Wapack Trail Out and Back

Back before the Internet was common currency, I’d heard about the Wapack Trail.  Two different outfits organize races there. There’s an 18-mile out-and-back race in September, and an ultra in May.  For some reason I’d never made it to either race, but the Wapack has been in the back of my mind for some years.

Two weeks ago, I ran a portion of the Wapack Trail before heading home from a family reunion.  Because I had a time limit, an end-to-end trip was out.

Conceived in 1922, the Wapack is approximately as old as the Appalachian Trail.  It runs 21.3 miles from Mount Watatic in Ashburnham, MA to North Pack in Greenfield, NH.

Starting from the southern terminus in Ashburnham, I headed north.

A stone wall, halfway to the summit of Mt Watatic on the Wapack Trail.

A stone wall, south of Mt Watatic’s summit on the Wapack Trail.

Going to the summit of Mt Watatic, the trail ascends steeply in places.  Here and there, I noticed crampon scrapes on rock.  After half an hour, I topped out.  Hot and humid, you could see Mt Greylock to the southwest – no photo because my camera wouldn’t cut it.

Wild blueberries.

Wild blueberries.

Leaving the summit, I misread the trail markings at a three-way intersection and blundered downhill for three-quarters of a mile on a grassy herd path before realizing I’d messed up.  Another blaze might have been nice, but hey, I got some additional vertical gain!  Regaining the intersection, I went the right way.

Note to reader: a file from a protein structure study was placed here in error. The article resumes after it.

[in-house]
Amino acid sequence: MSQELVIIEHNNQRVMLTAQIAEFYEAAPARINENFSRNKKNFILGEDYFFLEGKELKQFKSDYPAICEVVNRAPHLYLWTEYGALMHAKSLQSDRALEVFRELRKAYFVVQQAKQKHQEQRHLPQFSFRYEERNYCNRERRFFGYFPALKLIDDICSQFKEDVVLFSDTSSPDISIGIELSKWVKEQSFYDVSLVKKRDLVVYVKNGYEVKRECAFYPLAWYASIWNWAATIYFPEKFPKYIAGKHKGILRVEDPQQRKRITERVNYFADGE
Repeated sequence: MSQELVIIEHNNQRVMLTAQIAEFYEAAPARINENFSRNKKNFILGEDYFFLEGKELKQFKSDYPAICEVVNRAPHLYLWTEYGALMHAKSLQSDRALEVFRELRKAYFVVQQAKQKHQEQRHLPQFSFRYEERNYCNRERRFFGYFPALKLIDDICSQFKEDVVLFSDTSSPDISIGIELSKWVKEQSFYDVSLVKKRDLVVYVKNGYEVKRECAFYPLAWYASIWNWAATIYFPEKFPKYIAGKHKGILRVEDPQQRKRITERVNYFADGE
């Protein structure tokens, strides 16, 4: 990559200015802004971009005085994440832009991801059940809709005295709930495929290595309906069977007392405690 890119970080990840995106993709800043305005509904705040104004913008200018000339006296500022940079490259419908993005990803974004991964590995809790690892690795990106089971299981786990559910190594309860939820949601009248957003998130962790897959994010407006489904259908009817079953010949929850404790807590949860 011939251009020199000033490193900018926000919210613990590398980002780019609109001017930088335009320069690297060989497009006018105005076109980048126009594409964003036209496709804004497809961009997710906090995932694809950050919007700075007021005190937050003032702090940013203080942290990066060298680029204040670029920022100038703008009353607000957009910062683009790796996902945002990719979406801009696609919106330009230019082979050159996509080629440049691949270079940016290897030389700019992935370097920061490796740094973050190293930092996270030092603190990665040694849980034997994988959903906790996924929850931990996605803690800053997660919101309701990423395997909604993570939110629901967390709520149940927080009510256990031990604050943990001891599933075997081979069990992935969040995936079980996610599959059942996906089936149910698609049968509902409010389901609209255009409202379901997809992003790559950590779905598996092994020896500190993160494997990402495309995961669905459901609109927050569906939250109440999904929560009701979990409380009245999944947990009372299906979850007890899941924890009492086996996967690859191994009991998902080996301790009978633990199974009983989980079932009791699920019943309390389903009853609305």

view of mt watatic from the north

Summit of Mt Watatic from the north.

A four-way intersection marks the MA-NH state line.  From here, the trail widens, the vibe is more that of a fire road than single track.  A couple of other fire roads come in from the side.  You pass a house close to the trail, and then emerge from the woods to a logged-over section.

Clearcut section with trail marker.

Clearcut section with trail marker.

A half mile walk through the clearcut, and the trail veered hard left, back into the woods towards Binney Pond.  The sawtooth profile of the next three peaks beckoned, but it looked to be beyond the cutoff time I’d set for myself.


Your correspondent.

On the way back to Mt Watatic, I stopped to snack on wild blueberries.  Two women nearby harvested as many as they could, while encouraging some city people to try them:  “They’re way better than what you get at Whole Foods.”

While it may not as well known as the Appalachian Trail or the Long Trail, the Wapack merits your attention.  I’ll be back to check it out.